Great articles on other sites
- Unless kids are working, coding should not be taught: Abbott | ZDNet
- CSIRO, NICTA merger could cost 200 jobs - Training & Development - News - iTnews.com.au
- Sydney Opal card travel history can be accessed by police
- NBN analysis 'like foxes reviewing the hen house': Clare
- Call made to end inflight phone ban
- Australian government undoing profit shifting clamp down: Labor
- National security law reforms
- Victorian Government calls for contributions to shape Victoria’s digital economy
- Will IBM pip Azure at the Aussie cloud post?
- Competition watchdog should break up Foxtel monopoly: Ludlam
News - Written by Renai LeMay on Monday, September 6, 2010 12:15 - 6 Comments
Court extends ban on PS3 modchip sales
Australia’s Federal Court has extended a ban on a handful of local retailers selling or importing hardware — commonly known as ‘mod chips’ — that allows unauthorised software to run on Sony’s PlayStation 3.
The court in late August had initiated the ban — with a temporary cessation date of 31 August — while court action initiated by Sony Computer Entertainment’s Australian and European arms against three local retailers goes ahead. The action stemmed from the retailers’ importation and advertisement for sale of the PS Jailbreak device — a USB key which defeats Sony’s protection on the PlayStation 3.
According to court documents filed late last week, the Australian retailers banned from selling the device are OzModChips and an individual who appears to be involved with the business — Ryan Caruana, Global Solutions International (trading as Quantronics) and Ken Tolcher (trading as Mod Supplier).
However, after further court action last week, Justice Dodds-Streeton, according to court documents posted online, extended the ban indefinitely. It is believed the ban may apply to other retailers not named in the suit — due to the use of the ‘Jane Doe’ and ‘John Doe’ terminology — may also be prohibited from selling the mod chip until the case is resolved.
The retailers are prohibited from importing the PS Jailbreak device, according to Dodds-Streeton’s order, distributing it, offering it to the public, providing it to another person, or otherwise dealing in the device.
Furthermore, the retailers have been ordered to give what stock they have of the modchip — or what stock may arrive as a result of prior orders — to Sony, who will hold the devices until further court order.
As of today, OzModChips.com is still advertising the product (although the site has a “sold out” logo on it. But it does not appear that the other two retailers have the device listed any more. Delimiter has been unable to contact any of the retailers for further information on the matter.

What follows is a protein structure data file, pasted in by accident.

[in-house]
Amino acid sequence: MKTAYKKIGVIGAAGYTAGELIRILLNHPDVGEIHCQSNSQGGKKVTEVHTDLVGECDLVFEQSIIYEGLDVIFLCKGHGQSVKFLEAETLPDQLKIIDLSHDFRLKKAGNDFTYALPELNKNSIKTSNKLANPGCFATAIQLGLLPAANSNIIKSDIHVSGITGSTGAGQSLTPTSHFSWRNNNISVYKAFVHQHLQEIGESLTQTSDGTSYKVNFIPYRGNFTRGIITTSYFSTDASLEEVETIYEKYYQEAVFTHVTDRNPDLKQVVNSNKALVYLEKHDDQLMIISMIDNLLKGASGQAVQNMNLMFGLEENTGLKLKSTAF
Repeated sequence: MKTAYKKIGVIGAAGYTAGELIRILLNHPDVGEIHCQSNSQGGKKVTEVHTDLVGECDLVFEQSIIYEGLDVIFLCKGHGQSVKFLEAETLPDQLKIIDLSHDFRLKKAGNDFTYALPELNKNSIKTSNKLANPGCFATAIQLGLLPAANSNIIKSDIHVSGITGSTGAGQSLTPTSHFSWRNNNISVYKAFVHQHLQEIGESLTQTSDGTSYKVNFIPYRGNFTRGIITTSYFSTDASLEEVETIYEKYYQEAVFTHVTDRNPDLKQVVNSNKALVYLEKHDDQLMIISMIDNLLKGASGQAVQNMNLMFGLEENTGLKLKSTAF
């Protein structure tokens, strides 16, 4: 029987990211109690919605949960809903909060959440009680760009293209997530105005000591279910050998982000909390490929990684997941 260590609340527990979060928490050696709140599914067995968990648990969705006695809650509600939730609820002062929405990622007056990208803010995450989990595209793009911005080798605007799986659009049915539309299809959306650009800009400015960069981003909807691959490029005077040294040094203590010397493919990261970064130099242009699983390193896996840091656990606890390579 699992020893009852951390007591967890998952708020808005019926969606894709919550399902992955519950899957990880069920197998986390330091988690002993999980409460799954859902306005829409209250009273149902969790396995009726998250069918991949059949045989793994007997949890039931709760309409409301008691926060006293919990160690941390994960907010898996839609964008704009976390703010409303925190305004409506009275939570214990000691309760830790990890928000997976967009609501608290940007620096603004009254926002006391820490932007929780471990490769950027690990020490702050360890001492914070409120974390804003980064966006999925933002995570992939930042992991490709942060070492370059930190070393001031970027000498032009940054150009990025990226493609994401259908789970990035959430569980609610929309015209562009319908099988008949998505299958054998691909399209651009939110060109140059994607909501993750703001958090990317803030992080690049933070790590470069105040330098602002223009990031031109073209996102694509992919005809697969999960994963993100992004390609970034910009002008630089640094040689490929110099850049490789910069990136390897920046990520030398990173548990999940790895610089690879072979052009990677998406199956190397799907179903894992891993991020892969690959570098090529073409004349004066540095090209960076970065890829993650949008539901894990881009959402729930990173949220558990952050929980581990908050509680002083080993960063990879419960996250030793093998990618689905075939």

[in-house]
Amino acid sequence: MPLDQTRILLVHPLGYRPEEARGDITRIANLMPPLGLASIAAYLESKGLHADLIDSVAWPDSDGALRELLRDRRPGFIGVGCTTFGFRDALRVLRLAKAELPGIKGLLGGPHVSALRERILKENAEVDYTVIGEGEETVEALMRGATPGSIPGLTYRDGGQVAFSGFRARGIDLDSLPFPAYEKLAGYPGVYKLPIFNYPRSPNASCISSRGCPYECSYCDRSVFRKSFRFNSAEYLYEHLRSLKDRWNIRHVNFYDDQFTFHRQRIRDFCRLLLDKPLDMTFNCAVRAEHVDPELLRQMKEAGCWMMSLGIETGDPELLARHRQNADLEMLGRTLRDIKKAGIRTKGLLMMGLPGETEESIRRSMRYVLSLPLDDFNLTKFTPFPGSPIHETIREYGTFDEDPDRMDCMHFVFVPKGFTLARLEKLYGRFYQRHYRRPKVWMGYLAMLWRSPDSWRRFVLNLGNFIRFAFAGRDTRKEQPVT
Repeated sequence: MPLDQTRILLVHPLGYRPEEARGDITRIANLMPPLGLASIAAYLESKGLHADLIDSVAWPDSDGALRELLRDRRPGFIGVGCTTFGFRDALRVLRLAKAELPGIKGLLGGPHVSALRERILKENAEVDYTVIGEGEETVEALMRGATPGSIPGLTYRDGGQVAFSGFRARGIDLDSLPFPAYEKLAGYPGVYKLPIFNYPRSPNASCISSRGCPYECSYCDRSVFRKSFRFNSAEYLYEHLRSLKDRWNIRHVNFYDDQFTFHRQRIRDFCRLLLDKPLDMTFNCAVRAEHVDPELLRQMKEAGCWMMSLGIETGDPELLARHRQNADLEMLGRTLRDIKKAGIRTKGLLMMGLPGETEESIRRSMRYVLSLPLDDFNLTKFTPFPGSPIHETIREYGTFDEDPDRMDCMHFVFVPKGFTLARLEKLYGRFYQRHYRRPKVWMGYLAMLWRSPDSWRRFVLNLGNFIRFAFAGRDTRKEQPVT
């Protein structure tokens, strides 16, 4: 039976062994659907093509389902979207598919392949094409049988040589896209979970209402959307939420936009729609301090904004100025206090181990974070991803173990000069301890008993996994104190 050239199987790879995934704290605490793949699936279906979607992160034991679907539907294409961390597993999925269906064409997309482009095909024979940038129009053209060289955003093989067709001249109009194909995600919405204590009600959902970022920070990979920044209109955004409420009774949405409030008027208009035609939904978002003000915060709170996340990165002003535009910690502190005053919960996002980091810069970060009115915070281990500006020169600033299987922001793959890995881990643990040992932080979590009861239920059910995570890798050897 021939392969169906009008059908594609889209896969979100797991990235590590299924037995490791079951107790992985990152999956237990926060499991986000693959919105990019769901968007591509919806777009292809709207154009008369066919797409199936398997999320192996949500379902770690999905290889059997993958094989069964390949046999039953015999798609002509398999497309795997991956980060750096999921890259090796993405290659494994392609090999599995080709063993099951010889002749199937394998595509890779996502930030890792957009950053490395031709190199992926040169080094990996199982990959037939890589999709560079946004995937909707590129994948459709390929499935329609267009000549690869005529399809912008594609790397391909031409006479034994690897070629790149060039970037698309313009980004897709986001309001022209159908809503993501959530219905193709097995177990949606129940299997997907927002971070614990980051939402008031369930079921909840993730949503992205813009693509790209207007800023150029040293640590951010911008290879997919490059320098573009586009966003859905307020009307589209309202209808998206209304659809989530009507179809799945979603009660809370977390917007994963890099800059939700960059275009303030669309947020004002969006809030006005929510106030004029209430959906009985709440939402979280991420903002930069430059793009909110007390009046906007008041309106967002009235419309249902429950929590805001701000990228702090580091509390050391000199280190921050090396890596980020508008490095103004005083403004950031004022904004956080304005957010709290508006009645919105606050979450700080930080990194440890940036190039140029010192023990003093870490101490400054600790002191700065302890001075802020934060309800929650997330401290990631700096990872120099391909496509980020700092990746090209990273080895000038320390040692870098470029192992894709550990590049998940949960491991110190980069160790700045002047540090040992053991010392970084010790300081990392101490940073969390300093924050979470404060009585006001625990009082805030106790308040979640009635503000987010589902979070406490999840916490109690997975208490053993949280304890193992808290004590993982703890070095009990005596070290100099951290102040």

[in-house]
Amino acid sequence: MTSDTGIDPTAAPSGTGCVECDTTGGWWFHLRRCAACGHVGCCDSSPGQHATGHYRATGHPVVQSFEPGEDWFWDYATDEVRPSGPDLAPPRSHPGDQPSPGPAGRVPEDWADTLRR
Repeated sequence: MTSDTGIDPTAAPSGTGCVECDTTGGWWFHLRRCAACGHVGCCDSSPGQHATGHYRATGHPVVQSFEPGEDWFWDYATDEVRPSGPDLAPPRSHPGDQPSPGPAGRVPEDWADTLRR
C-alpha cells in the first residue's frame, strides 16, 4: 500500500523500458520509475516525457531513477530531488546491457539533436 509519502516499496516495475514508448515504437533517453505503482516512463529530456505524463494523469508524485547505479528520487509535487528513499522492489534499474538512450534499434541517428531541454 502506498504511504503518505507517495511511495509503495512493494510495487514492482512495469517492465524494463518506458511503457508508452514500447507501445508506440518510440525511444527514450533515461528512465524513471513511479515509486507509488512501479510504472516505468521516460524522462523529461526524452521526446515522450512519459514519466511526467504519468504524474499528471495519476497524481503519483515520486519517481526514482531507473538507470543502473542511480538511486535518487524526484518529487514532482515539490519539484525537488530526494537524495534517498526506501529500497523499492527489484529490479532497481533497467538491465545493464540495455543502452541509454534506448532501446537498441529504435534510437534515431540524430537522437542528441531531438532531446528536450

According to a lawyer who defended a client against Nintendo in a similar case earlier this year, the Sony case could be just the first of many gaming giant-initiated cases in Australia on the issue of mod chips.
“If history is anything to go by, I envisage many more cases to be settled in favour of the gaming giants before a court is given a proper chance to consider and decide on these highly contentious matters,” said Berrigan Doube director John Cheng last week. “It will take an extraordinary person to really take the fight to the gaming console companies due to the significant resources required and the personal risks attached to defending the allegations raised against them.”
But one of the defendants, OzModChips, has vowed to fight the case, in a public statement that has since been removed from its website.
Leave a Comment
Blog, Enterprise IT - Jul 5, 2014 13:53 - 0 Comments
More In Enterprise IT
- Qld’s Grant joins analyst firm IBRS
- Westpac dumps desk phones for Samsung Android mobiles
- Ministers’ cloud approval lasted just a year
- WA Govt can’t fund school IT upgrades
- Turnbull outlines Govt ICT vision
Blog, Telecommunications - Jul 5, 2014 12:12 - 0 Comments
More In Telecommunications
- Telstra gets $150m for NBN FTTN trial
- How Australia got online 25 years ago
- Palmer pushes for minimalist NBN policy
- NBN debate heats up at IEEE conference
- Spirit deploys 200Mbps FTTB to Southbank
Analysis, Industry, Internet - Jun 23, 2014 10:33 - 0 Comments
More In Industry
- ABC tech reporter founds micro-transactions startup
- Australia’s got ICT talent: So how do we make the most of it?
- ‘Thriving’ Aussie tech incubator scene a ‘mirage’
- Corporate highs: The US P-TECH model for schools in Australia?
- Facebook wants to hide its Australian earnings
Blog, Digital Rights - Jun 30, 2014 22:24 - 0 Comments
More In Digital Rights
- “Rational debate” needed around surveillance
- Web blocking technically impossible: iiNet reminds Govt of undisputed fact
- We like e-readers – but library users are still borrowing books
- Coalition, Labor support new surveillance laws
- Anti-piracy laws will increase piracy, says Budde